What about QE? The fed created a ton of new money and set the interest rate to nearly zero. How again are they not setting rates? When you create an enormous supply of money and set the interest rate really low you are attempting obviously to get money into circulation to stop a deflationary spiral. To say it is 'the state of the economy' is to ignore how the fed has influenced the economy up until now. Without all the stimulus and lowering Fed interest rates the state of the economy would be different.

This means that Jeb Bush was wrong in thinking he could generate 4 percent trend growth. Gerald Friedman was wronger in thinking Bernie Sander's policies would generate 3.1 percent trend growth and 5 percent growth over the next decade (as though we'd operate below capacity for the next decade under that kind of fiscal stimulus). Tim Pawlenty was even wronger back in 2012 in thinking he could generate 5 percent trend growth. Mike Huckabee was the wrongest in thinking he could generate 6 percent trend growth.


And how many politicians or even economists have got it right?

Further, Donald Trump was wrong in calling Janet Yellen a "low interest rate person" in the same way he was wrong in saying that a higher dollar would *necessarily* hurt US companies, even if it resulted from faster relative growth in the United States or easier monetary policy abroad.

All the goldbugs -- Rand Paul, Ron Paul, Ted Cruz, Ben Carson, and all the rest -- are also wrong, but that's no mystery.

The bottom line is that monetary policy is incredibly complex. Anyone who suggests that there are simple, straightforward and completely unquestionable solutions is either a charlatan or so ignorant that he is ignorant of his own ignorance.

It is simple when you isolate variables, except that's nearly impossible, it is in fact so complex that no one should be setting rates, and yes they do set rates. To say otherwise makes no sense. And that is what is simple, you lower rates, you raise the quantity demand for capital. All other things equal. I know you know that but yet you ignore the simplicity of these kinds of things. That is what we understand, isolating the thousands of other variables is very complicated. You just let me know what someone gets it right.
Chang29
Posts: 732
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7/6/2016 8:16:43 AM
Posted: 5 months ago
At 7/5/2016 11:09:55 PM, BillSPrestonEsq wrote:
At 6/20/2016 2:22:48 AM, ResponsiblyIrresponsible wrote:
Interest rates are not presently low because of the Fed. They are low because of the state of the economy and, specifically, as Jim Bullard argues in a recent paper I linked to in my last thread, the current regime in which the economy lies--which is a slow trend-growth, low productivity, low Wicksellian equilibrium rate regime. In that regime, very little change in policy is necessary to maintain "equilibrium," and the Fed has little, if any -- probably no at this point -- ability to move this equilibrium rate upward or downward. There are risks to that low-rate regime -- particularly to the upside in the form of higher trend productivity, a more robust Phillips curve, a pickup in global growth or easing of credit standards, possibly deregulation, etc. -- but the Fed itself cannot affect these risks nor are these risks forecastable such that adjusting policy can make any of these outcomes realizable.


What about QE? The fed created a ton of new money and set the interest rate to nearly zero. How again are they not setting rates? When you create an enormous supply of money and set the interest rate really low you are attempting obviously to get money into circulation to stop a deflationary spiral. To say it is 'the state of the economy' is to ignore how the fed has influenced the economy up until now. Without all the stimulus and lowering Fed interest rates the state of the economy would be different.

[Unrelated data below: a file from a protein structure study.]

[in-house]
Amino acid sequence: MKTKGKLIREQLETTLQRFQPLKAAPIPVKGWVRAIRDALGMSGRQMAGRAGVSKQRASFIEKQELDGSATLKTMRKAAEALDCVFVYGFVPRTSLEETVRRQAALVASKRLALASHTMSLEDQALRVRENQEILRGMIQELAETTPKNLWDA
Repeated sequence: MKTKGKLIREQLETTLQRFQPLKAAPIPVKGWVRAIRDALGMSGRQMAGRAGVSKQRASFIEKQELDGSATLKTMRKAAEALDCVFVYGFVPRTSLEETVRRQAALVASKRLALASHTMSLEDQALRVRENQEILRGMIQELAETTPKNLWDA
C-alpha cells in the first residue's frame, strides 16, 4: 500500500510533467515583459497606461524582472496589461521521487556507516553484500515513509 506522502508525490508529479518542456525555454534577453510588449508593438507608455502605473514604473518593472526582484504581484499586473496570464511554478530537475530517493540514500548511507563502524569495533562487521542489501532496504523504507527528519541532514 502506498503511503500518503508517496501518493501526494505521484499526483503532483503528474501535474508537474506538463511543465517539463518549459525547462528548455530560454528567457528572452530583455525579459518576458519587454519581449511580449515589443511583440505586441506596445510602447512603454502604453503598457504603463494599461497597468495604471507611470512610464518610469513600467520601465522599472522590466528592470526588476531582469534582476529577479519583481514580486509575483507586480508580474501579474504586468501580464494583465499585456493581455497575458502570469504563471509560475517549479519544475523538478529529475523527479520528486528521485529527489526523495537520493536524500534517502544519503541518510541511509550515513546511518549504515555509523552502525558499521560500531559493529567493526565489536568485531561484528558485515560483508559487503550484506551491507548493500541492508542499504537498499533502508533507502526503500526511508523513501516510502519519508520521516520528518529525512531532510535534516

This means that Jeb Bush was wrong in thinking he could generate 4 percent trend growth. Gerald Friedman was wronger in thinking Bernie Sander's policies would generate 3.1 percent trend growth and 5 percent growth over the next decade (as though we'd operate below capacity for the next decade under that kind of fiscal stimulus). Tim Pawlenty was even wronger back in 2012 in thinking he could generate 5 percent trend growth. Mike Huckabee was the wrongest in thinking he could generate 6 percent trend growth.


And how many politicians or even economists have got it right?

Further, Donald Trump was wrong in calling Janet Yellen a "low interest rate person" in the same way he was wrong in saying that a higher dollar would *necessarily* hurt US companies, even if it resulted from faster relative growth in the United States or easier monetary policy abroad.

All the goldbugs -- Rand Paul, Ron Paul, Ted Cruz, Ben Carson, and all the rest -- are also wrong, but that's no mystery.

The bottom line is that monetary policy is incredibly complex. Anyone who suggests that there are simple, straightforward and completely unquestionable solutions is either a charlatan or so ignorant that he is ignorant of his own ignorance.

It is simple when you isolate variables, except that's nearly impossible, it is in fact so complex that no one should be setting rates, and yes they do set rates. To say otherwise makes no sense. And that is what is simple, you lower rates, you raise the quantity demand for capital. All other things equal. I know you know that but yet you ignore the simplicity of these kinds of things. That is what we understand, isolating the thousands of other variables is very complicated. You just let me know what someone gets it right.

Great point about the models. My favorite is the Phillips Curve, that even textbooks have a problem justifying. This fictional curve is key to the Feds dual mandate. Someday, historians will look back, laughing at people attempting to use monetary policy to smooth economic cycles. Until then, we are forced at gun point to ride this central bank created roller coaster together.
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If it can be de-centralized, it will be de-centralized.